Shakujii Park


Shakujii koen (??括??篋??????) is a public park in the Japanese town of Shakujii in Tokyo’s Nerima ward. First established in 1959, it is one of the larger parks in the metropolis, after Ueno Park (筝?????????).

Within the park two ponds can be found, Shakujii Pond (??括??篋?羆?)?and Sanp??-ji Pond (筝?絎?絲堺??) as well as several small Shint?? shrines and the historically significant remains of Shakujii castle.

Sanpoji Pond

A short way south of the park, the Shakujii River runs from east to west. The ponds are said to have formed naturally from the gushing up of underground water from the Musashino-dai Pond just a short distance away. But over the years, the ponds have slowly started to shrink, and so, in order to preserve the park’s scenery and recreational use, a manmade system has been installed to pump water into both ponds.


Shakujii Castle

The Shakujii castle ruins date back from the Kamakura period (?????????篁?, 1185-1333), or even earlier, thus it is known that the site was in use and regarded as strategically important for many centuries. The castle was the residence of the Toshima clan (莟?絣区??)?of samurai and the stronghold of the local area ruler, Lord Toshima who ruled over the surrounding area in the 14th-15th centuries. The clan’s destruction came largely at the hands of ??ta D??kan (紊??育?????), who was responsible for the construction of Edo castle; many of the ruins and shrines in the area are associated with him.

Ota Dokan?Portrait of ??ta D??kan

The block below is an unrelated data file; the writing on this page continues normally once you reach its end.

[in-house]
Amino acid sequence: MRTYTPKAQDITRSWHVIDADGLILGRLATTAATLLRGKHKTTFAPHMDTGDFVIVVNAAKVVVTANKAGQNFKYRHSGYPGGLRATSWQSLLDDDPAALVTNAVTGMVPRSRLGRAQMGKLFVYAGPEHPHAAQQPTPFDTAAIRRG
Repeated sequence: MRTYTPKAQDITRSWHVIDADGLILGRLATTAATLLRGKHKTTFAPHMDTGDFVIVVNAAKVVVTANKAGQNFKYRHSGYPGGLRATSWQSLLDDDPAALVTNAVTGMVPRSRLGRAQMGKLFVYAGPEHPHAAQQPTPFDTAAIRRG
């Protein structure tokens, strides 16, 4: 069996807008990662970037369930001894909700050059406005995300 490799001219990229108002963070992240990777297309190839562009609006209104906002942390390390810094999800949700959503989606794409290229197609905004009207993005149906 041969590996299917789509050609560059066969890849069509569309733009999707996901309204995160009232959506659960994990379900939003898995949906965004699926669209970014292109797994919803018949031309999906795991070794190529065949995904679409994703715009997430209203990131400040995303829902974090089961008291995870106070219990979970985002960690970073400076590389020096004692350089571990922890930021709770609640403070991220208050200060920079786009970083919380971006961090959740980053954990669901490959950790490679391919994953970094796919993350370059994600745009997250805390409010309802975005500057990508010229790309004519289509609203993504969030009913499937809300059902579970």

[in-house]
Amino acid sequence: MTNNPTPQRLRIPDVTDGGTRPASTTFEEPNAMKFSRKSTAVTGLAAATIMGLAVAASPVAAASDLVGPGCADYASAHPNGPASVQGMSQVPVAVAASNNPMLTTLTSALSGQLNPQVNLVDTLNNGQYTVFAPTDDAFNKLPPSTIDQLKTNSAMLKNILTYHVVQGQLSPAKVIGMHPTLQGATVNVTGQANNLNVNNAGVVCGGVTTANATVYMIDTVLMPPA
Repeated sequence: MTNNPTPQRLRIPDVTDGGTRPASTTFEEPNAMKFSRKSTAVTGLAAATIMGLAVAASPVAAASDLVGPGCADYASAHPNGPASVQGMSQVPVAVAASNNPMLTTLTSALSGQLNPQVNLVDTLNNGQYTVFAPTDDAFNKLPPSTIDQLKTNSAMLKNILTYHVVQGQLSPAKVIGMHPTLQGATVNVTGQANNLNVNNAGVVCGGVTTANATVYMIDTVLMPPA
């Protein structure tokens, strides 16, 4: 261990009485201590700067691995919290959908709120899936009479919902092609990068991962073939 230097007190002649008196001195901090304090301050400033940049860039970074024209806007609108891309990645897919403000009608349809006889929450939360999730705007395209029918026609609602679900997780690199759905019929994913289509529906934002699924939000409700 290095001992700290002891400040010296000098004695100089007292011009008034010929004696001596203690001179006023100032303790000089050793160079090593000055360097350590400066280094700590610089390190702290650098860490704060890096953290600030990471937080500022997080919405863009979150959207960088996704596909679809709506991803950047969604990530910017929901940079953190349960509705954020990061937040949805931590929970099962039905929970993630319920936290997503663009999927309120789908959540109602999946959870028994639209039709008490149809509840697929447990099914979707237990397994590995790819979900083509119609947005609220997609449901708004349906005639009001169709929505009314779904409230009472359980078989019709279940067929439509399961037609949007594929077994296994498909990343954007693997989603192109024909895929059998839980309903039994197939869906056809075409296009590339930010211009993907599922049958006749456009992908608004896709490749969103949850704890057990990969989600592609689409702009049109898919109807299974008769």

In the twentieth century, it came to be a popular site for birdwatching, strolling and relaxation.
In addition to being popular with local residents, the park is fairly well known throughout Tokyo. Shakujii Pond is a popular location for TV programs and films to shoot boating scenes, and the park, or its ponds, is frequently featured in manga, anime and other productions of popular culture.

Shakujii Park

The park is remarkable for its access to unspoilt wilderness scenery within the Tokyo metropolis, especially for its variety of birdlife, specifically waterfowl. As a birdwatcher’s paradise, a large number of birds can be seen here that you are highly unlikely to encounter in any other part of Tokyo. In spring, Shakujii Park is notable retreat for its Hanami (cherry blossom viewing).
The park is set gracefully in a beautiful residential area, which is also worth taking a stroll through. Nearby is an Italian restaurant, which is not really in the spirit of Japanese culture; nevertheless, it???s still a great spot for a quick bite to eat.